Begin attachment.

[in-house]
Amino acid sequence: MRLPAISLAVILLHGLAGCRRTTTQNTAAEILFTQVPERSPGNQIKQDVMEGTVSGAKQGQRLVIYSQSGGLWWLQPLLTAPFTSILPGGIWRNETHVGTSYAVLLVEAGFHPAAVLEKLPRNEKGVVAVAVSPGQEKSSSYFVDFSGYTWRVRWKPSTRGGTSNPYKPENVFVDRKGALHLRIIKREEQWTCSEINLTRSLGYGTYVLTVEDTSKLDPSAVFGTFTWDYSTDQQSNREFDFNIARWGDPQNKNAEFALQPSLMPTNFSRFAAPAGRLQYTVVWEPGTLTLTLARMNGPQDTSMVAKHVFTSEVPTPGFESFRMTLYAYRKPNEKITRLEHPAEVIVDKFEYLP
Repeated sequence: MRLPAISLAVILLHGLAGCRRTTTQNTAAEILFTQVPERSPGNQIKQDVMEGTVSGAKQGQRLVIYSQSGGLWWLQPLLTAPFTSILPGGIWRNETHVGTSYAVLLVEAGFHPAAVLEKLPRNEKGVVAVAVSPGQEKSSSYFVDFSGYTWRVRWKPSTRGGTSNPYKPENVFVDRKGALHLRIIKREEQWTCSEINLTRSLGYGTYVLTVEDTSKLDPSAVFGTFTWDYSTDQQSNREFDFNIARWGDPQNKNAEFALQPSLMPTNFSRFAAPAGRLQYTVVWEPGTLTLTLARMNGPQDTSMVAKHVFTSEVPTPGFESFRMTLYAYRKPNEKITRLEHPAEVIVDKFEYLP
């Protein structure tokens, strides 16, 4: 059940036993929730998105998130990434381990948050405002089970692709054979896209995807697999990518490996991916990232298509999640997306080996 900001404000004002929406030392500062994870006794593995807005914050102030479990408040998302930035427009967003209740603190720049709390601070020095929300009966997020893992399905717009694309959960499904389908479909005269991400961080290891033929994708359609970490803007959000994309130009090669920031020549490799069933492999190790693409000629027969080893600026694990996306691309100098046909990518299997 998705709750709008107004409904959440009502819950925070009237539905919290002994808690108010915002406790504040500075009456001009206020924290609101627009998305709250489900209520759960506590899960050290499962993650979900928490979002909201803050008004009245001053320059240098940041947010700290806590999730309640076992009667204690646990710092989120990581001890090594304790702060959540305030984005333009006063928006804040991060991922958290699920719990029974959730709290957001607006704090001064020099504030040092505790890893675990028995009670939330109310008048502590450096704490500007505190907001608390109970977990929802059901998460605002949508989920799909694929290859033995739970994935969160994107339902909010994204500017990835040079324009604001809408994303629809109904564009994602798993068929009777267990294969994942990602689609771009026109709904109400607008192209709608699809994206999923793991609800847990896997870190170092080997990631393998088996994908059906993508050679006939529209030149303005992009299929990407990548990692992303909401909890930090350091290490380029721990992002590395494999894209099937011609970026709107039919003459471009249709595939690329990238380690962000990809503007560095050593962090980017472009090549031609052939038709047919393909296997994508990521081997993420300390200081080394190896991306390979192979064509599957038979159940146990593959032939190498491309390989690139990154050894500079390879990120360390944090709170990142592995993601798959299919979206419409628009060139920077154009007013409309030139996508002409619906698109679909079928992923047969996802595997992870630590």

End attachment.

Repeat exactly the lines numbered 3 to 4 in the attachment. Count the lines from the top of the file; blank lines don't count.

Repeated sequence: MRLPAISLAVILLHGLAGCRRTTTQNTAAEILFTQVPERSPGNQIKQDVMEGTVSGAKQGQRLVIYSQSGGLWWLQPLLTAPFTSILPGGIWRNETHVGTSYAVLLVEAGFHPAAVLEKLPRNEKGVVAVAVSPGQEKSSSYFVDFSGYTWRVRWKPSTRGGTSNPYKPENVFVDRKGALHLRIIKREEQWTCSEINLTRSLGYGTYVLTVEDTSKLDPSAVFGTFTWDYSTDQQSNREFDFNIARWGDPQNKNAEFALQPSLMPTNFSRFAAPAGRLQYTVVWEPGTLTLTLARMNGPQDTSMVAKHVFTSEVPTPGFESFRMTLYAYRKPNEKITRLEHPAEVIVDKFEYLP
């Protein structure tokens, strides 16, 4: 059940036993929730998105998130990434381990948050405002089970692709054979896209995807697999990518490996991916990232298509999640997306080996 900001404000004002929406030392500062994870006794593995807005914050102030479990408040998302930035427009967003209740603190720049709390601070020095929300009966997020893992399905717009694309959960499904389908479909005269991400961080290891033929994708359609970490803007959000994309130009090669920031020549490799069933492999190790693409000629027969080893600026694990996306691309100098046909990518299997 998705709750709008107004409904959440009502819950925070009237539905919290002994808690108010915002406790504040500075009456001009206020924290609101627009998305709250489900209520759960506590899960050290499962993650979900928490979002909201803050008004009245001053320059240098940041947010700290806590999730309640076992009667204690646990710092989120990581001890090594304790702060959540305030984005333009006063928006804040991060991922958290699920719990029974959730709290957001607006704090001064020099504030040092505790890893675990028995009670939330109310008048502590450096704490500007505190907001608390109970977990929802059901998460605002949508989920799909694929290859033995739970994935969160994107339902909010994204500017990835040079324009604001809408994303629809109904564009994602798993068929009777267990294969994942990602689609771009026109709904109400607008192209709608699809994206999923793991609800847990896997870190170092080997990631393998088996994908059906993508050679006939529209030149303005992009299929990407990548990692992303909401909890930090350091290490380029721990992002590395494999894209099937011609970026709107039919003459471009249709595939690329990238380690962000990809503007560095050593962090980017472009090549031609052939038709047919393909296997994508990521081997993420300390200081080394190896991306390979192979064509599957038979159940146990593959032939190498491309390989690139990154050894500079390879990120360390944090709170990142592995993601798959299919979206419409628009060139920077154009007013409309030139996508002409619906698109679909079928992923047969996802595997992870630590």